What does the global research say about the sexual exploitation of boys? Read The Global Literature Review

The gender dimension of the sale and sexual exploitation of children

Posted on Jul 28, 2021

In May, ECPAT responded to a call for input to inform the thematic report on gender dimension of the sale and sexual exploitation of children by the Office of the Special Rapporteur on the Sale and Sexual Exploitation of Children 

ECPAT’s submission, which was prepared using input from members of our global network, will help inform the thematic report on Gender dimension of the sale and sexual exploitation of children and the importance of integrating a human rights-based and a non-binary approach to combating and eradicating sale and sexual exploitation of children. Here are some of the key points we mentioned: 

Common societal norms, practices and behaviours across multiple countries 

A range of societal norms, practices and behaviours explicitly or implicitly involving the sale and sexual exploitation of children included 

  • Victim-blaming/shaming which discourage child victims from help-seeking and reporting. 
  • Anti-LGBTQI sentiment which particularly means Boy victims of sexual exploitation (both gay and straight) are less likely to report to avoid being labelled as gay. 
  • Rigid patriarchal system and cultural practices such as child, early and forced marriage and caste-systems. 
  • Reluctance to discuss and educate children about sex. 

Gaps in incorporating gender and gender identity into legal frameworks, policies and practices 

We shared a series of country specific examples on how countries are failing to protect all children adequately, due to the way legal and policy frameworks frame gender and gender identity related issues in the context of child sexual exploitation. For example: 

  • In South Korea, anal intercourse is not considered as “intercourse of genitals”, resulting in reduced punishment of offenders.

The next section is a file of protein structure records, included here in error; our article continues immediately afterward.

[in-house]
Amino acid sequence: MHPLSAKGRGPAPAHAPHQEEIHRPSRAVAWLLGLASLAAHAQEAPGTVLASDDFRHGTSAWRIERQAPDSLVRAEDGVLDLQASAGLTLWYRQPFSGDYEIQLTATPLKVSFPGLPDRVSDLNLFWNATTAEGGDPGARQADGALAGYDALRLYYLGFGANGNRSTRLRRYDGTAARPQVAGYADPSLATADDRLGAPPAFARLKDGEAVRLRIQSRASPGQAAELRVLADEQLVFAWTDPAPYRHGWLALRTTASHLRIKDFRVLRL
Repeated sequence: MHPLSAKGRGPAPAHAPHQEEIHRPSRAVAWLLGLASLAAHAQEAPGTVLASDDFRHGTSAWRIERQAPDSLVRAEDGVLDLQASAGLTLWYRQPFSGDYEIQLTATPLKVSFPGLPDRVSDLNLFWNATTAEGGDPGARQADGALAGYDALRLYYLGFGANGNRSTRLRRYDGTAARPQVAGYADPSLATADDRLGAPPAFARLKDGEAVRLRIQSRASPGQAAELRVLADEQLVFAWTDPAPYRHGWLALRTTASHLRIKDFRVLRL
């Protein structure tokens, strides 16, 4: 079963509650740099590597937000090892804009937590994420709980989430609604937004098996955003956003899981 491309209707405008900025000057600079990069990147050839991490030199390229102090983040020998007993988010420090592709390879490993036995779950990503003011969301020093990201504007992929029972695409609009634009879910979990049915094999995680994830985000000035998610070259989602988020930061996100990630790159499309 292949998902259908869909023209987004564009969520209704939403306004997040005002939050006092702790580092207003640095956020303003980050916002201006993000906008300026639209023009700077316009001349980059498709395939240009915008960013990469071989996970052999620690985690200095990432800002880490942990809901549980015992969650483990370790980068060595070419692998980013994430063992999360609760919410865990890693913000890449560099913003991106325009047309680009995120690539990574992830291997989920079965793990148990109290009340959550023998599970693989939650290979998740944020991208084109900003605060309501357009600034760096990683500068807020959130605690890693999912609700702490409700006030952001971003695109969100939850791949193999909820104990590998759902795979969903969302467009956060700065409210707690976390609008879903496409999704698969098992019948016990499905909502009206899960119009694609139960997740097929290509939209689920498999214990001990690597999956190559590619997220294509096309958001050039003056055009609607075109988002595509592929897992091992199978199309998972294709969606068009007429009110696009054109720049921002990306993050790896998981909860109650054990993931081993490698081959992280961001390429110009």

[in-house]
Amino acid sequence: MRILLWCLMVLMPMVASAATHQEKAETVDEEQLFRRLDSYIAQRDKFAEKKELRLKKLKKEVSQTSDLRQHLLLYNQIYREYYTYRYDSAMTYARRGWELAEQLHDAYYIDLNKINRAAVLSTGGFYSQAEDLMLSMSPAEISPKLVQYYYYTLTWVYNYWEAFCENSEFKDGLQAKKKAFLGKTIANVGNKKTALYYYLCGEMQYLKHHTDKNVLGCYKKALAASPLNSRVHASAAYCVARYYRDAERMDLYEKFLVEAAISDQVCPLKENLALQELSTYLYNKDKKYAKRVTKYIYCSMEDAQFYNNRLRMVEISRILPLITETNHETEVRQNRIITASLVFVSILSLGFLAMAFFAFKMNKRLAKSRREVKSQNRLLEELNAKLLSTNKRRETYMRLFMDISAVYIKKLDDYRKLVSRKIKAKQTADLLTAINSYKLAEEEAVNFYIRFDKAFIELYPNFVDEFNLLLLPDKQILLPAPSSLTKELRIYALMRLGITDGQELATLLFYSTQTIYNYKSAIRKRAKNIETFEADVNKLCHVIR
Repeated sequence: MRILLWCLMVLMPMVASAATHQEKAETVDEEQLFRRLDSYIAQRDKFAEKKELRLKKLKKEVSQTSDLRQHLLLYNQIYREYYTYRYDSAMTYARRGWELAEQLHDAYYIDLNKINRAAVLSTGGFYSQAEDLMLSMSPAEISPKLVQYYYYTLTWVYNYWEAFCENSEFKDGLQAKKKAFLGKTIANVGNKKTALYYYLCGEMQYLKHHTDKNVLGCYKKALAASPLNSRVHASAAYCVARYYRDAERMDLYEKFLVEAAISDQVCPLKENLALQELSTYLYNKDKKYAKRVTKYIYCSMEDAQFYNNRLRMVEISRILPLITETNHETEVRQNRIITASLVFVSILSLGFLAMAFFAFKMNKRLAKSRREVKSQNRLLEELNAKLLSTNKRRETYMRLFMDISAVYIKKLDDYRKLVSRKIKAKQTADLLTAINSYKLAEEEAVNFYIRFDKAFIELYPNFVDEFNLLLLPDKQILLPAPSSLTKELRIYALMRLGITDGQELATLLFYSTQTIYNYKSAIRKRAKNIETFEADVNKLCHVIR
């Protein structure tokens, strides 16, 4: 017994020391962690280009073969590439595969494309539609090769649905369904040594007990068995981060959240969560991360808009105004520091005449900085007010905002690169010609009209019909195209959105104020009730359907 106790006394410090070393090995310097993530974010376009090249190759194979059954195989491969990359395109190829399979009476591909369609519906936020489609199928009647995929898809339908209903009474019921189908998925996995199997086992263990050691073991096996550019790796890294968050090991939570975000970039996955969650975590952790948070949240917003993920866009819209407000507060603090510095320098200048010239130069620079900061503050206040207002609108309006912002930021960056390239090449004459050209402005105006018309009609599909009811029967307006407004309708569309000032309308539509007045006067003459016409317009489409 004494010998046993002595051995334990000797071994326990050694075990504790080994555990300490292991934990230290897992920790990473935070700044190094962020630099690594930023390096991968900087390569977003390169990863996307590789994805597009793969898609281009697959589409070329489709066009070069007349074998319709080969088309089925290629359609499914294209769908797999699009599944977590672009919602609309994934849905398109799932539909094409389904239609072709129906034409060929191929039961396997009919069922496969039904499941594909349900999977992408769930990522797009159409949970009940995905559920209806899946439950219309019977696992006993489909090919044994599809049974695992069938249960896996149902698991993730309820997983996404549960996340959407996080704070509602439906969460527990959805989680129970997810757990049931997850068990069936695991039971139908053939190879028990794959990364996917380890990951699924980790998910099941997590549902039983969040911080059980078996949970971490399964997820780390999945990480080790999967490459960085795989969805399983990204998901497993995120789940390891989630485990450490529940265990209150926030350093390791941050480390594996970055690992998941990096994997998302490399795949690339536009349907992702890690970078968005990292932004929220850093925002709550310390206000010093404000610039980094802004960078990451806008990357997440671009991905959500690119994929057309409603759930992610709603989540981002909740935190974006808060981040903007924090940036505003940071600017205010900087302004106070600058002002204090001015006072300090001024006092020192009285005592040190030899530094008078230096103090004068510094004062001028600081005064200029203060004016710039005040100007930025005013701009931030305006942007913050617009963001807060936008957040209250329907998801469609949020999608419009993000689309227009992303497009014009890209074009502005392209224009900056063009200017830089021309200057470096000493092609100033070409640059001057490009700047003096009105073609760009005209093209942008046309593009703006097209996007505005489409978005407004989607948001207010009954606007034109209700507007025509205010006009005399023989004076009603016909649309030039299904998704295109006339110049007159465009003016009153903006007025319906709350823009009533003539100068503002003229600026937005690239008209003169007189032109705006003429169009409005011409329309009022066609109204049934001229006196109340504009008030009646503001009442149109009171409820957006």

• In Norway, there is a two-gender policy when it comes to laws, meaning that individuals who do not identify as not being recorded. 
  • In Nepal, gender diverse and transgender individuals are all misrepresented as “third gender”, resulting in a skewed understanding of the LGBTQI+ individuals. 

Recommendations towards a more gender- and disability-responsive, and child sensitive approach 

Lastly, we made a series of recommendations on what needs to be done to reduce the vulnerability and to identify the protection needs of children to prevent their sale and sexual trafficking, with a gender- and disability-responsive, and child sensitive approach. These included: 

  • A need for better data collection by governments on sexual exploitation of children – disaggregated by age, gender, nationality of the victim, perpetrator factors, and the type of abuse/exploitation, as well as more research focused on gender identities. 
  • Services to train frontline workers better on biases and on being inclusive of boys and diverse-SOGIE children, with a focus on needs-led responses which tackle push factors, including homelessness and economic hardships. 
  • Education on sexual exploitation of children for children, parents and professionals which is gender-responsive and avoids stigmatizing victims, so that children are more willing to seek assistance from adults. 

Stay Connected. Sign Up to Receive Updates About Our Impact on Child Sexual Exploitation